We have a problem with something that you can neither see, taste, nor smell. It's about calories, which we eat on average a lot more than 730,000 a year.
Calories - an eternally up-to-date topic dealt with by growing masses of slimming people around the world. Although more and more information about them can be found on the labels of food products, in the restaurant menu or on websites, still know about them causes consternation. Few people know what they are and what they mean to health, even though an increasing percentage of the population of highly developed countries is overweight or obese. Hardly anyone knows how to interpret and use information available about them. Such conclusions come from a book titled "Why Calories Count From Science to Politics" (which is important from science to politics), which was written by Marion Nestle and Malden Nesheim, American Nutritionists, and which was published on April 1, 2012. This publication aims to explain to everyone who is calories, where they come from, how their different sources affect the body and why it is so easy to eat more than they need.
The authors of the book state that people can be shocked by the calorie content of dishes and snacks they reach for. Marion Nestle's co-worker, Lisa Young, asked the students how many calories a carbonated drink with a volume of nearly 2 liters (64 ounces - 1.89 liters). Before she asked them for an answer, she reported that a bottle of the same 0.2-liter beverage contained 100 kcal. The students most often answered that the large bottle contains 400 kcal, although the truth is that it has a value of up to 900 kcal. This is an example of how people estimate the calorific value of food and drinks. Information given on packaging often causes people to make calculations badly. The number of calories per 100 g of the product is not always sufficient knowledge, because how many calories contains 235 g of the same product, or one cake of 12 contained in the package on which the calorie is given in 100 g?
Another problem is the size of portions served in bars and restaurants. 450 g of pasta is a portion for eight people, not three or four! Italians eat about 50 g of pasta in a serving, not several hundred, as the Americans usually do. Professor Nestle said that in the US, pizza for one person can be up to 2,100 kcal, and that's the value a woman's whole day diet should have.
Interestingly, overeating may be facilitated by the slogans that some products are provided with. "Organic", "0% fat", "pro-health product" - these are the signs that make us feel absolved from eating such products in excess.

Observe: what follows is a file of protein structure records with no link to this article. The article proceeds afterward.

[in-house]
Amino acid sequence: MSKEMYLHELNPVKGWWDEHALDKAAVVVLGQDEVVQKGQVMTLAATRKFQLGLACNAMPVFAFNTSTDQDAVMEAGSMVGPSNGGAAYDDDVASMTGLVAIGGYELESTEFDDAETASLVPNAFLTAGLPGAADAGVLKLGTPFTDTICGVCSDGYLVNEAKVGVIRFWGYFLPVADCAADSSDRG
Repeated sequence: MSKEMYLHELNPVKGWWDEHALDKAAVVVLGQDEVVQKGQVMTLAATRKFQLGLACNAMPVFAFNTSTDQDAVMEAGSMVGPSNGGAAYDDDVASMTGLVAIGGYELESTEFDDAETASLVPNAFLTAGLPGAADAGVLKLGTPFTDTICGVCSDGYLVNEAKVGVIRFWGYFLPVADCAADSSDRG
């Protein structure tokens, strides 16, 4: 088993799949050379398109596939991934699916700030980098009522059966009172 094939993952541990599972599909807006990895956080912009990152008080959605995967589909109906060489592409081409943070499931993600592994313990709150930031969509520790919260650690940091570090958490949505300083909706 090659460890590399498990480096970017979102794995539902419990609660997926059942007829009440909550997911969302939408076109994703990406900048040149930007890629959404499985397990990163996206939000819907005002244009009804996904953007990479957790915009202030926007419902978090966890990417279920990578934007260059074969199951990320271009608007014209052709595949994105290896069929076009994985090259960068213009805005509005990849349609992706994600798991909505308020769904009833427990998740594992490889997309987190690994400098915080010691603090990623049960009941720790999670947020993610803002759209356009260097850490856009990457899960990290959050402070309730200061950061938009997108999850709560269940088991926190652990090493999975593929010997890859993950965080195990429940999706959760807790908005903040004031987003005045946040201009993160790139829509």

The authors of the book write that most people underestimate the calorie content of their meals. People who took part in the Nurses' health Study test claimed that they eat 1600 kcal per day, with the majority having a BMI around 26, which is clearly overweight!
However, Marion Nestle does not recommend counting calories and does not do it herself. He advises you to pay attention to what you eat and in what quantities. The diet of each of us should abound in vegetables and fruits, and whole grains and lean meat should be eaten in reasonable quantities. We must also avoid worthless foods that, apart from calories, do not contain anything important to our body.
It also turns out that the source of calories, i.e. whether it will be a low-carb or low-fat diet, is much less important for the figure than the fact of reducing the number of calories consumed. It's also much easier to control your diet by looking at the holes in the trouser belt or weight, than counting all the calories that go into our mouths. Self-control of body weight or its circuits is a good way to check whether the diet causes weight gain or just the opposite. Marion Nestle encourages you to regularly control the impact of your diet on body weight and its circuits, because it is much easier to correct your diet and lose weight when you lose a kilo than when you have 15 or 20 of them.
If you think that the problem of overeating or too large portions applies only to US residents, then you are wrong. Here's the calorific value of pizza at the Pizza Hut restaurant (data from pizzahut.com)
- medium pizza (diameter 30 cm): one piece 230-330 kcal; the whole pizza 1840-2640 kcal
- medium pizza (30 cm diameter): on a thin pastry one piece 180-280 kcal; the entire pizza 1440-2240 kcal
- large pizza (diameter 35 cm): one piece 330-480 kcal; the whole pizza 2640-3840 kcal.
This is information about the size of the pizza used in the USA. On the others fast-food sides of restaurants there is no information about the size and calorie of a pizza, but a large pizza is often c.a. 33cm
We decided to have fun calculating the calorie of this pizza, estimating the calorific value per 1 cm of pizza diameter. It turned out that this value can range from 61 to 109 kcal. Thus, a pizza with a diameter of 33 cm will have a calorific value of 2013-3597 kcal.